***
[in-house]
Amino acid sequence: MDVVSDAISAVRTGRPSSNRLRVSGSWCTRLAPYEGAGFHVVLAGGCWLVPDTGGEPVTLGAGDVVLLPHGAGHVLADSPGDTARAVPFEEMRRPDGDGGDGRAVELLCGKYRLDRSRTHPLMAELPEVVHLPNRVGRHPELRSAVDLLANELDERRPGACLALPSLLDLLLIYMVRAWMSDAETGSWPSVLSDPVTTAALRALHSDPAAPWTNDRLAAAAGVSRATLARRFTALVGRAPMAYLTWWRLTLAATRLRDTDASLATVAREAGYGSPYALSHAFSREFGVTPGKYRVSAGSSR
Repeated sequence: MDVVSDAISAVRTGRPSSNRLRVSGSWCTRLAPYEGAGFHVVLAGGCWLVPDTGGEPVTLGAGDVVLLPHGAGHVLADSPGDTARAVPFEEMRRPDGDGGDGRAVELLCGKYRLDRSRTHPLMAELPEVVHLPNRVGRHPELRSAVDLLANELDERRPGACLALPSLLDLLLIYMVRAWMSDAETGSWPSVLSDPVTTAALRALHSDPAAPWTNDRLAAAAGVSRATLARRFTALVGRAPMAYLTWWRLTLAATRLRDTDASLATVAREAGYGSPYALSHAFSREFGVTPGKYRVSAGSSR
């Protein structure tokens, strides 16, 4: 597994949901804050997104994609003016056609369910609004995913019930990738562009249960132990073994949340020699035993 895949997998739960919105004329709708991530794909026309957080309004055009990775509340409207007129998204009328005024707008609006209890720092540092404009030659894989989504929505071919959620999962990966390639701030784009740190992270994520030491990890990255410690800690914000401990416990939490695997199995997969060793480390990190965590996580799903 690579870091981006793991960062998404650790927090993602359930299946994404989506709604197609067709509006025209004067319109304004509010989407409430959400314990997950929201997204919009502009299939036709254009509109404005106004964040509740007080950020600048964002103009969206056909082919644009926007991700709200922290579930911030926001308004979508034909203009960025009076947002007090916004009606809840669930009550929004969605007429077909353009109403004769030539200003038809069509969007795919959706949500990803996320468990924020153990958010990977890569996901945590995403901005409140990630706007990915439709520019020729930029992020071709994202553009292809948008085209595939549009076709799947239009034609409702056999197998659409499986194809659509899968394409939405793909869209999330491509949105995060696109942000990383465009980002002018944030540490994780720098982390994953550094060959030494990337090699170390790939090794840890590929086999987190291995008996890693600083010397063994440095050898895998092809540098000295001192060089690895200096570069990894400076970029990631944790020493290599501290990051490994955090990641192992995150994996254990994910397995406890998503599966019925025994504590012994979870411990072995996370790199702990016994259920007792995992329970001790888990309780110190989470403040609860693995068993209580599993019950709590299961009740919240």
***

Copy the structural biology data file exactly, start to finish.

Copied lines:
[in-house]
Amino acid sequence: MDVVSDAISAVRTGRPSSNRLRVSGSWCTRLAPYEGAGFHVVLAGGCWLVPDTGGEPVTLGAGDVVLLPHGAGHVLADSPGDTARAVPFEEMRRPDGDGGDGRAVELLCGKYRLDRSRTHPLMAELPEVVHLPNRVGRHPELRSAVDLLANELDERRPGACLALPSLLDLLLIYMVRAWMSDAETGSWPSVLSDPVTTAALRALHSDPAAPWTNDRLAAAAGVSRATLARRFTALVGRAPMAYLTWWRLTLAATRLRDTDASLATVAREAGYGSPYALSHAFSREFGVTPGKYRVSAGSSR
Repeated sequence: MDVVSDAISAVRTGRPSSNRLRVSGSWCTRLAPYEGAGFHVVLAGGCWLVPDTGGEPVTLGAGDVVLLPHGAGHVLADSPGDTARAVPFEEMRRPDGDGGDGRAVELLCGKYRLDRSRTHPLMAELPEVVHLPNRVGRHPELRSAVDLLANELDERRPGACLALPSLLDLLLIYMVRAWMSDAETGSWPSVLSDPVTTAALRALHSDPAAPWTNDRLAAAAGVSRATLARRFTALVGRAPMAYLTWWRLTLAATRLRDTDASLATVAREAGYGSPYALSHAFSREFGVTPGKYRVSAGSSR
């Protein structure tokens, strides 16, 4: 597994949901804050997104994609003016056609369910609004995913019930990738562009249960132990073994949340020699035993 895949997998739960919105004329709708991530794909026309957080309004055009990775509340409207007129998204009328005024707008609006209890720092540092404009030659894989989504929505071919959620999962990966390639701030784009740190992270994520030491990890990255410690800690914000401990416990939490695997199995997969060793480390990190965590996580799903 690579870091981006793991960062998404650790927090993602359930299946994404989506709604197609067709509006025209004067319109304004509010989407409430959400314990997950929201997204919009502009299939036709254009509109404005106004964040509740007080950020600048964002103009969206056909082919644009926007991700709200922290579930911030926001308004979508034909203009960025009076947002007090916004009606809840669930009550929004969605007429077909353009109403004769030539200003038809069509969007795919959706949500990803996320468990924020153990958010990977890569996901945590995403901005409140990630706007990915439709520019020729930029992020071709994202553009292809948008085209595939549009076709799947239009034609409702056999197998659409499986194809659509899968394409939405793909869209999330491509949105995060696109942000990383465009980002002018944030540490994780720098982390994953550094060959030494990337090699170390790939090794840890590929086999987190291995008996890693600083010397063994440095050898895998092809540098000295001192060089690895200096570069990894400076970029990631944790020493290599501290990051490994955090990641192992995150994996254990994910397995406890998503599966019925025994504590012994979870411990072995996370790199702990016994259920007792995992329970001790888990309780110190989470403040609860693995068993209580599993019950709590299961009740919240």